Another factor that contributes to lower yields in organic farms is the presence of weeds. Several researchers have found higher weed densities and weed biomass in organic farms compared with conventional farms. On the other hand, researchers have also reported the presence of rare and endangered weed species on mature, decades-old organic farms, which may indicate a contribution to encouraging plant biodiversity. It may not favour short-term economics but it does support long-term ecological concerns.

There's a lot of information to be placed on this site. It is our desire to make it the best resource available for Southwest Georgia if possible.

Please bear with us as we progress!


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Be sure and visit our NEW business directory! The businesses listed in our directory truly want to serve you...and if you see a "thumbs up" by the business name...then you can be assured that you will be greeted in the good ole southern tradition known best in Southwest Georgia! When they ask, "Can I help you?", they really mean it! And don't be surprised when you here another well-known phrase in Southwest Georgia: "Ya'll come back now!"

Looking for more information about farms in a particular area of Southwest Georgia?
Then browse through the listing of Southwest GA counties below.

Farms in Southwest Georgia

Column One Column Two
  • Atkinson County, Georgia
    Farms in Atkinson County, Georgia
  • Baker County, Georgia
    Farms in Baker County, Georgia
  • Benhill County, Georgia
    Farms in Benhill County, Georgia
  • Berrien County, Georgia
    Farms in Berrein County, Georgia
  • Bibb County, Georgia
    Farms in Bibb County, Georgia
  • Bleckley County, Georgia
    Farms in Bleckley County, Georgia
  • Brooks County, Georgia
    Farms in Brooks County, Georgia
  • Calhoun County, Georgia
    Farms in Calhoun County, Georgia
  • Chattahoochee County, Georgia
    Farms in Chattahoochee County, Georgia
  • Clay County, Georgia
    Farms in Clay County, Georgia
  • Coffee County, Georgia
    Farms in Coffee County, Georgia
  • Colquitt County, Georgia
    Farms in Colquitt County, Georgia
  • Cook County, Georgia
    Farms in Cook County, Georgia
  • Crawford County, Georgia
    Farms in Crawford County, Georgia
  • Crisp County, Georgia
    Farms in Crisp County, Georgia
  • Decatur County, Georgia
    Farms in Decatur County, Georgia
  • Dodge County, Georgia
    Farms in Dodge County, Georgia
  • Dooly County, Georgia
    Farms in Dooly County, Georgia
  • Dougherty County, Georgia
    Farms in Dougherty County, Georgia
  • Early County, Georgia
    Farms in Early County, Georgia
  • Grady County, Georgia
    Farms in Grady County, Georgia
  • Harris County, Georgia
    Farms in Harris County, Georgia
  • Houston County, Georgia
    Farms in Houston County, Georgia
  • Irwin County, Georgia
    Farms in Irwin County, Georgia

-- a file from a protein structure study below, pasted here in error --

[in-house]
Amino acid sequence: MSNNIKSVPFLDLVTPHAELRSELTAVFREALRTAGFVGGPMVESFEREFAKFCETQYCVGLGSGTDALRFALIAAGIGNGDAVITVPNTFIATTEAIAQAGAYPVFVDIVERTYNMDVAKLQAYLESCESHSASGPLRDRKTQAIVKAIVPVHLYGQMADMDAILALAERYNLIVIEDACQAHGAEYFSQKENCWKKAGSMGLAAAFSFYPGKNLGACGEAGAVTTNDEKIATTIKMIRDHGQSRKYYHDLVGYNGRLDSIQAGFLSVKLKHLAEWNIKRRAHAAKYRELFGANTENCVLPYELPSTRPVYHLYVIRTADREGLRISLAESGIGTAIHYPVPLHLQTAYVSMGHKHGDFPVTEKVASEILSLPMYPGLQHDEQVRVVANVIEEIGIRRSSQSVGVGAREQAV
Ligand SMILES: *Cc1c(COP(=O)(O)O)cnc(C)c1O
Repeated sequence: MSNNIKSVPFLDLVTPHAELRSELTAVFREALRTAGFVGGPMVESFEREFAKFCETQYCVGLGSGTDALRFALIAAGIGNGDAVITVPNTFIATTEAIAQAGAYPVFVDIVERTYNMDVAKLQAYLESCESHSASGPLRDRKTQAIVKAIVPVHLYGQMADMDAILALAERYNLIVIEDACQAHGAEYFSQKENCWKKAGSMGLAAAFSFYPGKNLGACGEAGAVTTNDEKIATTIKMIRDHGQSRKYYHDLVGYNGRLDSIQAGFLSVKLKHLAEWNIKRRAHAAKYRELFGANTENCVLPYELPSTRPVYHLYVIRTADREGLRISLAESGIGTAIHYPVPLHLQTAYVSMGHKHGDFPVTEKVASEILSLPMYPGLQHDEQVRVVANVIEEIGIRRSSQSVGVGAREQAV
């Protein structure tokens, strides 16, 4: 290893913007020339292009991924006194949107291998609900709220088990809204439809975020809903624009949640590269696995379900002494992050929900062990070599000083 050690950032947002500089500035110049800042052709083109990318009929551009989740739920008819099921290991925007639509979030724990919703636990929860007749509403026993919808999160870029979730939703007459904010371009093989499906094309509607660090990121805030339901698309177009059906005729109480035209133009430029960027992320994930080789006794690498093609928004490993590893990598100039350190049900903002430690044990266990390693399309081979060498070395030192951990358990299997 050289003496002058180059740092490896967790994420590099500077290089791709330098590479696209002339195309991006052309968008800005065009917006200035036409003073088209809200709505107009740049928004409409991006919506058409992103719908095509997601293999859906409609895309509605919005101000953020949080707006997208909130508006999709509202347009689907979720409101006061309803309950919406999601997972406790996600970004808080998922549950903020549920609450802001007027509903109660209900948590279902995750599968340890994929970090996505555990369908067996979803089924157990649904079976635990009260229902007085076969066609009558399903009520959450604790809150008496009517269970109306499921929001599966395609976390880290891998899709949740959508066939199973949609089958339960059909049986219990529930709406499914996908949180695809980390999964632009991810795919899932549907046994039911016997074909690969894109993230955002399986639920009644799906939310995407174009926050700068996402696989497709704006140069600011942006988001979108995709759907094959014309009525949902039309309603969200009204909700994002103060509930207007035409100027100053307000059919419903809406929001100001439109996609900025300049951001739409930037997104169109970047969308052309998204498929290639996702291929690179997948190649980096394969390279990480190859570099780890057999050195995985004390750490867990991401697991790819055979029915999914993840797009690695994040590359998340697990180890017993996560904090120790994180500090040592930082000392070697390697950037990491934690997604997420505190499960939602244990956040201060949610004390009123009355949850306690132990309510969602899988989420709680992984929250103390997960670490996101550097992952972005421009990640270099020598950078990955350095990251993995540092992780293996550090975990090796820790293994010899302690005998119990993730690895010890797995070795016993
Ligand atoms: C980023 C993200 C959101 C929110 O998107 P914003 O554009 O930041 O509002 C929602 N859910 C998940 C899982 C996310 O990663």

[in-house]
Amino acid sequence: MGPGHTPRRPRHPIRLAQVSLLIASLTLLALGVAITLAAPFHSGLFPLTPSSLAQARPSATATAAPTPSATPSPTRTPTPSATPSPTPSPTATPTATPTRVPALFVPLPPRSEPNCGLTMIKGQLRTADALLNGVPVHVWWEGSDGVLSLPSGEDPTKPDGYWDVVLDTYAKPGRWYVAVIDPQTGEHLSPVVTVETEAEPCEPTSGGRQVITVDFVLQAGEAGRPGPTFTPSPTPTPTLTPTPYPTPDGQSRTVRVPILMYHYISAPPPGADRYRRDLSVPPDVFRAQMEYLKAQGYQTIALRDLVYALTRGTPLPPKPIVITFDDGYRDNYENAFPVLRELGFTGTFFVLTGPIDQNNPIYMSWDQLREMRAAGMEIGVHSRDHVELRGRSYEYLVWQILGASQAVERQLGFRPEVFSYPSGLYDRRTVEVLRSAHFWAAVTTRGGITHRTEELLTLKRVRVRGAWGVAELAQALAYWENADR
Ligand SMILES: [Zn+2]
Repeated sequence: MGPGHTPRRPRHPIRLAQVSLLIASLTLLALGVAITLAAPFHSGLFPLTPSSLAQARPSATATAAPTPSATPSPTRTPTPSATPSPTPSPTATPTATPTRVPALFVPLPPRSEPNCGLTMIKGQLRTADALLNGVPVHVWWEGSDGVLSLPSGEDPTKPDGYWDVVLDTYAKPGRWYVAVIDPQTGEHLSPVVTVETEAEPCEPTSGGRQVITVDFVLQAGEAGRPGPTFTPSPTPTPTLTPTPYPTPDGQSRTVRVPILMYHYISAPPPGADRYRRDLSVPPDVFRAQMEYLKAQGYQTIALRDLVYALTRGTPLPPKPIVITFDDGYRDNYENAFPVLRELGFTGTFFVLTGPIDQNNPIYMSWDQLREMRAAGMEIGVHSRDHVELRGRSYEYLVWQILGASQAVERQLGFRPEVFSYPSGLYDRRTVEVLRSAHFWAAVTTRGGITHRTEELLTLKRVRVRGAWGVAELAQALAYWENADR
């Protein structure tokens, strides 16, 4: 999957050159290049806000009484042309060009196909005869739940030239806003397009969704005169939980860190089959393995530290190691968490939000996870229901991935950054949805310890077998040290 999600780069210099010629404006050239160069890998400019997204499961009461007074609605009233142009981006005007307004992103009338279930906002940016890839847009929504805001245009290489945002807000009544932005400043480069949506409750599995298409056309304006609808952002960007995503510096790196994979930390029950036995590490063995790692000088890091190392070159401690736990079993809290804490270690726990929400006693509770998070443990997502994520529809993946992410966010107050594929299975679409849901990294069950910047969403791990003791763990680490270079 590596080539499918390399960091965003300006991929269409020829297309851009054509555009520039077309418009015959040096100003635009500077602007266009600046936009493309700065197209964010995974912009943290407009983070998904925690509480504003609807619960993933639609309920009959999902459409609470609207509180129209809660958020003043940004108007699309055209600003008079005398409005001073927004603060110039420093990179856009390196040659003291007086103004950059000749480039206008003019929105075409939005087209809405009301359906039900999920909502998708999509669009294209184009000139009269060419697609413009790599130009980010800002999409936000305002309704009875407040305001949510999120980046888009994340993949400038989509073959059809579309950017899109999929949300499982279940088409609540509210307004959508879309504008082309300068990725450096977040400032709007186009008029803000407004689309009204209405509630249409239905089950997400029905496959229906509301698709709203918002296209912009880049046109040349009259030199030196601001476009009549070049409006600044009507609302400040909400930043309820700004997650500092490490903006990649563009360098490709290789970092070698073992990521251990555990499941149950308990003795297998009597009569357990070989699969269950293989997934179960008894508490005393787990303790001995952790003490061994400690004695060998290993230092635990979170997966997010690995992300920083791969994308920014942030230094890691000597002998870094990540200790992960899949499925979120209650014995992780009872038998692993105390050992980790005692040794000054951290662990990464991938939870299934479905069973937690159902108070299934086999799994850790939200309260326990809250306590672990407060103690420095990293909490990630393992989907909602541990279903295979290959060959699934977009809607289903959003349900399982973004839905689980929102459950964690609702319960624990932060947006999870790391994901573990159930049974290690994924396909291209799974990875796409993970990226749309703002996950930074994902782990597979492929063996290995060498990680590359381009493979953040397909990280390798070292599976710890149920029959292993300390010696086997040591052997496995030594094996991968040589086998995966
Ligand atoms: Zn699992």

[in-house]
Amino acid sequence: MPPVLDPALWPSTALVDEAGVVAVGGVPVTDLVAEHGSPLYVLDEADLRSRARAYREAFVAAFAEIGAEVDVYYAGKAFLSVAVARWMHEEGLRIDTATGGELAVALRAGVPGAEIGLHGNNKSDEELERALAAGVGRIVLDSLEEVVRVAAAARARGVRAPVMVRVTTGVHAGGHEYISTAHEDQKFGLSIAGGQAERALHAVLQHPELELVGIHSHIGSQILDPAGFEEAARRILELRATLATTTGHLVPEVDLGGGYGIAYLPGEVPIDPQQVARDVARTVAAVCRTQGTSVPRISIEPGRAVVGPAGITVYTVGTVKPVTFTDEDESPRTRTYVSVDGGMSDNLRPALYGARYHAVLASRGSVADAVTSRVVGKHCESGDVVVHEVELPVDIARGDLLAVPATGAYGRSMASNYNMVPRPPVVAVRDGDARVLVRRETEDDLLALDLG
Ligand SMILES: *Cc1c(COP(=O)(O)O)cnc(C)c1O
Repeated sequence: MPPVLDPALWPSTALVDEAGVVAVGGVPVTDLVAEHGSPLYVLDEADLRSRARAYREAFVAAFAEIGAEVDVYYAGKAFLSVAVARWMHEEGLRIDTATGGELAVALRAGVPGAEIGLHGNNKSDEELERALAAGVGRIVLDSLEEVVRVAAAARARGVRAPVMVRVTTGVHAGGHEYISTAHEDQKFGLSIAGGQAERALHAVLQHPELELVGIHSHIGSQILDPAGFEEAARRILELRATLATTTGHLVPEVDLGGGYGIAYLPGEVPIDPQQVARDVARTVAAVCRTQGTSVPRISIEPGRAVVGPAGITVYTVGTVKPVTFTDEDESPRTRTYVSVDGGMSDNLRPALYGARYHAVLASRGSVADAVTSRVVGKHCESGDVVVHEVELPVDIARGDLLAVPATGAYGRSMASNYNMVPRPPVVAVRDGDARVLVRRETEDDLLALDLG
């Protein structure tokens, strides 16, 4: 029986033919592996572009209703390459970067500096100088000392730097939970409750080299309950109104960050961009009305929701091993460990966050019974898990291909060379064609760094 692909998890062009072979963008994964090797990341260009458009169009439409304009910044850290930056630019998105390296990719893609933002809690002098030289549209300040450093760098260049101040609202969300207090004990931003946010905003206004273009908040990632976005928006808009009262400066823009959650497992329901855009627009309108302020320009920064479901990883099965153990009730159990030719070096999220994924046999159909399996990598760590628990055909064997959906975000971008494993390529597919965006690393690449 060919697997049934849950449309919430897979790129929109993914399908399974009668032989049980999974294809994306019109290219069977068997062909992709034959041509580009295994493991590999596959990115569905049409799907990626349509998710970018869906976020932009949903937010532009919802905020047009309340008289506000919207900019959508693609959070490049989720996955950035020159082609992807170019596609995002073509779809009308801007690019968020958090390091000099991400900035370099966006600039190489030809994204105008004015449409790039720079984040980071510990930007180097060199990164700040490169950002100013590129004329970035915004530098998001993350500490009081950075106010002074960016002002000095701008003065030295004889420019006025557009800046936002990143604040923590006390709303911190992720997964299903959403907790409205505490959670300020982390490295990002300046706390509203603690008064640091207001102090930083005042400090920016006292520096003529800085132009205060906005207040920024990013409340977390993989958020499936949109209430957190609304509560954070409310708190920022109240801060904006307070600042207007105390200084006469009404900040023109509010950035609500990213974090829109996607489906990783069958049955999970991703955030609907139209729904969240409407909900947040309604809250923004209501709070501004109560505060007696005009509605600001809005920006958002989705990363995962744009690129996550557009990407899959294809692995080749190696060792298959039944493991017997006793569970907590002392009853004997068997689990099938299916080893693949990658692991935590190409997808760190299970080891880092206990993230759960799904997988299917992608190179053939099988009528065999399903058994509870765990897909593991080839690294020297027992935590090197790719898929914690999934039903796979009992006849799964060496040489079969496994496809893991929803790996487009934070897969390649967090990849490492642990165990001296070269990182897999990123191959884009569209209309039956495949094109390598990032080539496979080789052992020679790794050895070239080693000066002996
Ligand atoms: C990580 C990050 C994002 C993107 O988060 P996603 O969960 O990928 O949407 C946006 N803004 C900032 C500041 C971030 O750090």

• Lanier County, Georgia
    Farms in Lanier County, Georgia
  • Laurens County, Georgia
    Farms in Laurens County, Georgia
  • Lee County, Georgia
    Farms in Lee County, Georgia
  • Lowndes County, Georgia
    Farms in Lowndes County, Georgia
  • Macon County, Georgia
    Farms in Macon County, Georgia
  • Marion County, Georgia
    Farms in Marion County, Georgia
  • Miller County, Georgia
    Farms in Miller County, Georgia
  • Mitchell County, Georgia
    Farms in Mitchell County, Georgia
  • Muscogee County, Georgia
    Farms in Muscogee County, Georgia
  • Peach County, Georgia
    Farms in Peach County, Georgia
  • Pulaski County, Georgia
    Farms in Pulaski County, Georgia
  • Quitman County, Georgia
    Farms in Quitman County, Georgia
  • Randolph County, Georgia
    Farms in Randolph County, Georgia
  • Schley County, Georgia
    Farms in Schley County, Georgia
  • Seminole County, Georgia
    Farms in Seminole County, Georgia
  • Stewart County, Georgia
    Farms in Stewart County, Georgia
  • Sumter County, Georgia
    Farms in Sumter County, Georgia
  • Talbot County, Georgia
    Farms in Talbot County, Georgia
  • Taylor County, Georgia
    Farms in Taylor County, Georgia
  • Telfair County, Georgia
    Farms in Telfair County, Georgia
  • Terrell County, Georgia
    Farms in Terrell County, Georgia
  • Thomas County, Georgia
    Farms in Thomas County, Georgia
  • Tift County, Georgia
    Farms in Tift County, Georgia
  • Turner County, Georgia
    Farms in Turner County, Georgia
  • Twiggs County, Georgia
    Farms in Twiggs County, Georgia
  • Upson County, Georgia
    Farms in Upson County, Georgia
  • Webster County, Georgia
    Farms in Webster County, Georgia
  • Wilcox County, Georgia
    Farms in Wilcox County, Georgia
  • Wilkinson County, Georgia
    Farms in Wilkinson County, Georgia
  • Worth County, Georgia
    Farms in Worth County, Georgia
  • Farms in Southwest Georgia